DrobUA saidAlright, I've been talking to this guy. So far he seems like he is a great guy and I kinda like him. We have never done anything sexually but he decided to tell me he has HSV-2. My first reaction was,"What's that?" He told me it was genital herpes. I was very impressed that he had the decency to tell me before we had done anything because the sad truth is that many guys wouldn't say anything. I'm not naive, I know STD's are extremely common and I don't want this to be a deal breaker. My question is what is the best way to protect myself. Obviously condoms are a must and avoiding contact during an outbreak is pretty standard but is there anything else I should know? Certain things to avoid? I thought I read somewhere that it can be spread through saliva and it just shows up different places on different people. Anyways, your thoughts are appreciated.
The answer here is obvious. The VERY best way to protect yourself is distance. If you're not around him, you won't get it. Folks can "shed" even without visible sores, so, it's just a guessing game. I know several folks who are married who have Herpes and gave it to their partner.
Herpes viruses cycle between periods of active disease—presenting as blisters containing infectious virus particles—that last 2–21 days, followed by a remission period, during which the sores disappear. Genital herpes, however, is often asymptomatic, though viral shedding may still occur. After initial infection, the viruses move to sensory nerves, where they reside as life-long, latent viruses. Causes of recurrence are uncertain, though some potential triggers have been identified. Over time, episodes of active disease reduce in frequency and severity.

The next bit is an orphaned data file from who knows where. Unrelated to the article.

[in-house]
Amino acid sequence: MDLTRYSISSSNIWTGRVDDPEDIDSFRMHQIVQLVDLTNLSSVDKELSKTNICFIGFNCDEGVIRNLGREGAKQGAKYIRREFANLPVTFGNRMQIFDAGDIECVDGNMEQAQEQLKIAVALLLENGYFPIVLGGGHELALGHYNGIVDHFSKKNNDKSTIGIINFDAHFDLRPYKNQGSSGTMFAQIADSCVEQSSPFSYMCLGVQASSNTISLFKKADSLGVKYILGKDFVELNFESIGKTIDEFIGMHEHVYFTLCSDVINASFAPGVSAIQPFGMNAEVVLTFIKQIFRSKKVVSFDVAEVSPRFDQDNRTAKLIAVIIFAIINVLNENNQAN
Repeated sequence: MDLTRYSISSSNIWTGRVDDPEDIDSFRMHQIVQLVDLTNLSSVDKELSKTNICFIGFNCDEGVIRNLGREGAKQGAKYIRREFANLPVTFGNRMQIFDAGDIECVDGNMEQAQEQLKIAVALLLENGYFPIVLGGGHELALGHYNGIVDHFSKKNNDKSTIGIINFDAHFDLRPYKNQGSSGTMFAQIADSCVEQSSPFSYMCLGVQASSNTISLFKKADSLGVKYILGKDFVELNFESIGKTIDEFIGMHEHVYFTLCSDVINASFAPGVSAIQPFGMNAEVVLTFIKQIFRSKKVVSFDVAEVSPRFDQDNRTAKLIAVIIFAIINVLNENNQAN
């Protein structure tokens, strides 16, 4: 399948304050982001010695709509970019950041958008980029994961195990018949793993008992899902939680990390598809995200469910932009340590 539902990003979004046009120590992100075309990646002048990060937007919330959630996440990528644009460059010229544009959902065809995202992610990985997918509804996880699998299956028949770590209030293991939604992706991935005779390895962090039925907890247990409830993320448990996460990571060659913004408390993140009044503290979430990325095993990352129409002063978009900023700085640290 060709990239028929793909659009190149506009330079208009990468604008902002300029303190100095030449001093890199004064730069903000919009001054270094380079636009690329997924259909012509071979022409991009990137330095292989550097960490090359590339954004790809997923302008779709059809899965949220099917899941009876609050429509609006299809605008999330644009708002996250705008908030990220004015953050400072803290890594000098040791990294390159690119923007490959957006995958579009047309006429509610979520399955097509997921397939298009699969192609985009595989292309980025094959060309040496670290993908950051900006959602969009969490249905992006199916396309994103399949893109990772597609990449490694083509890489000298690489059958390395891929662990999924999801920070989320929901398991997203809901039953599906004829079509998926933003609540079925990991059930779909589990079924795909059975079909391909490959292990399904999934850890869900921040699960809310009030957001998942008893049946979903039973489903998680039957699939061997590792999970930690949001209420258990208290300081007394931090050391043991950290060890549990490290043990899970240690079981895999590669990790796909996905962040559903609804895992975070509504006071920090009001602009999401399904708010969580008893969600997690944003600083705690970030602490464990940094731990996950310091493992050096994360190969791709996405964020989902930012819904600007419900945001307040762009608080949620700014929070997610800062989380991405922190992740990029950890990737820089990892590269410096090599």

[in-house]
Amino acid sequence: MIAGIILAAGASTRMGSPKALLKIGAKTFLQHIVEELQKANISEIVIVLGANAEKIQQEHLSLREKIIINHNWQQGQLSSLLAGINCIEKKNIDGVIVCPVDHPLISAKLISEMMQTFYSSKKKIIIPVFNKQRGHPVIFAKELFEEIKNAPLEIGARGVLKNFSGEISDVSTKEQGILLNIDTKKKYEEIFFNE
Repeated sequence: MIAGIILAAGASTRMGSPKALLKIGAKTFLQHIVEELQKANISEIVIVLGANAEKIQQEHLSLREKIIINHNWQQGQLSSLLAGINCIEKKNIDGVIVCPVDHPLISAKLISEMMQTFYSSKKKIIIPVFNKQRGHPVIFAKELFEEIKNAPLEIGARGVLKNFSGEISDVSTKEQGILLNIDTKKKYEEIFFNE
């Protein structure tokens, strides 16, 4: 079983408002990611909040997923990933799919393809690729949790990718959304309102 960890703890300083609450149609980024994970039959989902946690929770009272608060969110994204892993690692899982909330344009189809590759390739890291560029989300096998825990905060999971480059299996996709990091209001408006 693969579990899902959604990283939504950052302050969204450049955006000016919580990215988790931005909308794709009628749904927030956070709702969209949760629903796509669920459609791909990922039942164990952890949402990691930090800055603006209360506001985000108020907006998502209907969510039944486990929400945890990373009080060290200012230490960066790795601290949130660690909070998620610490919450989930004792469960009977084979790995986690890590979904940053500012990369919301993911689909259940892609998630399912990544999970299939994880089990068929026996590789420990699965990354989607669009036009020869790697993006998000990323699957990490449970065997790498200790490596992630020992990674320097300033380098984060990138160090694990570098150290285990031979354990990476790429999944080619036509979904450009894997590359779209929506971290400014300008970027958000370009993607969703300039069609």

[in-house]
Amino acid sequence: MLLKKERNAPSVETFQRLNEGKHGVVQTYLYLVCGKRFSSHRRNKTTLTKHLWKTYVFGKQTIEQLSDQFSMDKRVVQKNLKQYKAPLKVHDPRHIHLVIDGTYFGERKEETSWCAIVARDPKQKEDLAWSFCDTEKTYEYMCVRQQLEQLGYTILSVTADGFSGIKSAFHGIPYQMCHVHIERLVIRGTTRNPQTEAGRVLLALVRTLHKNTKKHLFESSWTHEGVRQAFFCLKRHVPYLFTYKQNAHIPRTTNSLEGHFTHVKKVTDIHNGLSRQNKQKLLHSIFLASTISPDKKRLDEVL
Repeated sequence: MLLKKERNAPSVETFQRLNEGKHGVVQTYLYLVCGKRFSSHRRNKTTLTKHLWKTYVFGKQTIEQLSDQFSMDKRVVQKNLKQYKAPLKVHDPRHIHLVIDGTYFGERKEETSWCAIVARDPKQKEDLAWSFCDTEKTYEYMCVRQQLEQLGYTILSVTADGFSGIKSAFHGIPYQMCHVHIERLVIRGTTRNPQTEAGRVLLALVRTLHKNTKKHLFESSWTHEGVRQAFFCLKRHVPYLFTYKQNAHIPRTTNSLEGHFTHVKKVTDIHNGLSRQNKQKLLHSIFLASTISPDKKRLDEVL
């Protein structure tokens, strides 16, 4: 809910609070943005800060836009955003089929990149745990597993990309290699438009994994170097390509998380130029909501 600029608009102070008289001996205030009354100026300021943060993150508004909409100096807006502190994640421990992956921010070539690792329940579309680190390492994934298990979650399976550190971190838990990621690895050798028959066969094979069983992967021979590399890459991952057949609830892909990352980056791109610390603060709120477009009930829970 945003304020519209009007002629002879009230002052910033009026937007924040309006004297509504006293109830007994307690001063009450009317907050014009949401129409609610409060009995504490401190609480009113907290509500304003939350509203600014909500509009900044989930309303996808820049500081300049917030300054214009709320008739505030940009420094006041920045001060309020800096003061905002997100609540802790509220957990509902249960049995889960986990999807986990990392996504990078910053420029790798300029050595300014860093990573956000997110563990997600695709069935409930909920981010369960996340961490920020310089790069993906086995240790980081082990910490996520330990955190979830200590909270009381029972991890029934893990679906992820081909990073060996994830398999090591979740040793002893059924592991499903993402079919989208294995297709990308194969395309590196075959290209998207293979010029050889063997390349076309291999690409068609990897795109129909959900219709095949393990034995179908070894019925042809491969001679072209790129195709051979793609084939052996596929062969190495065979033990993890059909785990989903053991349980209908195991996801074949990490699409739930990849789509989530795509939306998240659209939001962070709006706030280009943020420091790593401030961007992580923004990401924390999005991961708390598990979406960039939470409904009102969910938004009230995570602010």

Herpes simplex is most easily transmitted by direct contact with a lesion or the body fluid of an infected individual. Transmission may also occur through skin-to-skin contact during periods of asymptomatic shedding. Barrier protection methods are the most reliable method of preventing transmission of herpes, but they merely reduce rather than eliminate risk. Oral herpes is easily diagnosed if the patient presents with visible sores or ulcers. Early stages of orofacial herpes and genital herpes are harder to diagnose; laboratory testing is usually required. 20% of the U.S. population has antibodies to HSV-2, although not all of them have a history of genital lesions. Prevalence of HSV infections varies throughout the world. Poor hygiene, overcrowding, lower socioeconomic status, and birth in an undeveloped country have been identified as risk factors associated with increased HSV-1 childhood infection.
There is no cure for herpes. Once infected, the virus remains in the body for life. However, after several years, some people will become perpetually asymptomatic and will no longer experience outbreaks, though they may still be contagious to others. Vaccines are in clinical trials but have not demonstrated effectiveness. Treatments can reduce viral reproduction and shedding, prevent the virus from entering the skin, and alleviate the severity of symptomatic episodes.
Herpes simplex should not be confused with conditions caused by other viruses in the herpesviridae family such as herpes zoster, which is a viral disease caused by varicella zoster virus. There is also a possibility of confusion with "hand, foot and mouth disease" due to apparition of lesions on the skin.